Ultimate fate of the universe

The ultimate fate of the universe is a topic in physical cosmology, whose theoretical restrictions allow possible scenarios for the evolution and ultimate fate of the universe to be described and evaluated. Based on available observational evidence, deciding the fate and evolution of the universe have now become valid cosmological questions, being beyond the mostly untestable constraints of mythological or theological beliefs. Many possible dark futures have been predicted by rival scientific hypotheses, including that the universe might have existed for a finite and infinite duration, or towards explaining the manner and circumstances of its beginning.

Observations made by Edwin Hubble during the 1920s–1950s found that galaxies appeared to be moving away from each other, leading to the currently accepted Big Bang theory. This suggests that the universe began–very small and very dense–about 13.8 billion years ago, and it has expanded and (on average) become less dense ever since.[1] Confirmation of the Big Bang mostly depends on knowing the rate of expansion, average density of matter, and the physical properties of the mass–energy in the universe.

There is a strong consensus[who?] among cosmologists that the universe is "flat" (see Shape of the universe) and will continue to expand forever.[2][3]

Factors that need to be considered in determining the universe's origin and ultimate fate include: the average motions of galaxies, the shape and structure of the universe, and the amount of dark matter and dark energy that the universe contains.

It is possible that the destruction of the universe may entail the complete cessation of time and reality.

Emerging scientific basis


The theoretical scientific exploration of the ultimate fate of the universe became possible with Albert Einstein's 1915 theory of general relativity. General relativity can be employed to describe the universe on the largest possible scale. There are many possible solutions to the equations of general relativity, and each solution implies a possible ultimate fate of the universe.

Alexander Friedmann proposed several solutions in 1922, as did Georges Lemaître in 1927.[4] In some of these solutions, the universe has been expanding from an initial singularity which was, essentially, the Big Bang.


In 1931, Edwin Hubble published his conclusion, based on his observations of Cepheid variable stars in distant galaxies, that the universe was expanding. From then on, the beginning of the universe and its possible end have been the subjects of serious scientific investigation.

Big Bang and Steady State theories

In 1927, Georges Lemaître set out a theory that has since come to be called the Big Bang theory of the origin of the universe.[4] In 1948, Fred Hoyle set out his opposing Steady State theory in which the universe continually expanded but remained statistically unchanged as new matter is constantly created. These two theories were active contenders until the 1965 discovery, by Arno Penzias and Robert Wilson, of the cosmic microwave background radiation, a fact that is a straightforward prediction of the Big Bang theory, and one that the original Steady State theory could not account for. As a result, The Big Bang theory quickly became the most widely held view of the origin of the universe.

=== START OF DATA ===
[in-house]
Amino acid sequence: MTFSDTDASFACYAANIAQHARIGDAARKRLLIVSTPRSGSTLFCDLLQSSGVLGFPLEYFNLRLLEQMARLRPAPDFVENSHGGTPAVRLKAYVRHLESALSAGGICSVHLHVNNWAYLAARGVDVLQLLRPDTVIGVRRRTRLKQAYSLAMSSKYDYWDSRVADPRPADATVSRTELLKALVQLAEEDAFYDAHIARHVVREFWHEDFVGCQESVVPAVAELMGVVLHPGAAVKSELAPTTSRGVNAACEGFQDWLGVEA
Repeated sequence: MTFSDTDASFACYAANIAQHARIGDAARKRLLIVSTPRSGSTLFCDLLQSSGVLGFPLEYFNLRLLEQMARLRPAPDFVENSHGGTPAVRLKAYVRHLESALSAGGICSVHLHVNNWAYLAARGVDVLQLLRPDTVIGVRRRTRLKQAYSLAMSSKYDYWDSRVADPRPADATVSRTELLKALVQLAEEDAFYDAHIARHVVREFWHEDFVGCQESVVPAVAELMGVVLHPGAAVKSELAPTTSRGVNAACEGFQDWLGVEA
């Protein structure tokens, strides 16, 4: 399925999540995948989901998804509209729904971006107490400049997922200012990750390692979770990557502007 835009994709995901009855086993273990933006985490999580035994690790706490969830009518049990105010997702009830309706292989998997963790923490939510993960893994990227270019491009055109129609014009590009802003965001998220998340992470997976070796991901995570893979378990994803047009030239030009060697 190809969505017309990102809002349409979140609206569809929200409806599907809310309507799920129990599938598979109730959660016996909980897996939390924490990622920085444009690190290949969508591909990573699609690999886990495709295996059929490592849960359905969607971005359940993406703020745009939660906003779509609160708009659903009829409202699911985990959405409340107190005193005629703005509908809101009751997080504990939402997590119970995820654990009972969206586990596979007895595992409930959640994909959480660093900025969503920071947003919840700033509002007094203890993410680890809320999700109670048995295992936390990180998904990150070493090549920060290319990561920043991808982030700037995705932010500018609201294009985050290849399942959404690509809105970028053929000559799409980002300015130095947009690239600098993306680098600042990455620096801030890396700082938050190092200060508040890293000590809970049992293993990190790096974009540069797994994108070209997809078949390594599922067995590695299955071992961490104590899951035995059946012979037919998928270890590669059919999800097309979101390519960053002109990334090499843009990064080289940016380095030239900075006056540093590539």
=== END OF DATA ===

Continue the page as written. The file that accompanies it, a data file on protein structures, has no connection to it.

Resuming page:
Cosmological constant

When Einstein formulated general relativity, he and his contemporaries believed in a static universe. When Einstein found that his equations could easily be solved in such a way as to allow the universe to be expanding now, and to contract in the far future, he added to those equations what he called a cosmological constant, essentially a constant energy density unaffected by any expansion or contraction, whose role was to offset the effect of gravity on the universe as a whole in such a way that the universe would remain static. After Hubble announced his conclusion that the universe was expanding, Einstein wrote that his cosmological constant was "the greatest blunder of my life."[5]

Density parameter

An important parameter in fate of the universe theory is the density parameter, omega (), defined as the average matter density of the universe divided by a critical value of that density. This selects one of three possible geometries depending on whether is equal to, less than, or greater than . These are called, respectively, the flat, open and closed universes. These three adjectives refer to the overall geometry of the universe, and not to the local curving of spacetime caused by smaller clumps of mass (for example, galaxies and stars). If the primary content of the universe is inert matter, as in the dust models popular for much of the 20th century, there is a particular fate corresponding to each geometry. Hence cosmologists aimed to determine the fate of the universe by measuring , or equivalently the rate at which the expansion was decelerating.

Repulsive force

Starting in 1998, observations of supernovas in distant galaxies have been interpreted as consistent[6] with a universe whose expansion is accelerating. Subsequent cosmological theorizing has been designed so as to allow for this possible acceleration, nearly always by invoking dark energy, which in its simplest form is just a positive cosmological constant. In general, dark energy is a catch-all term for any hypothesised field with negative pressure, usually with a density that changes as the universe expands.

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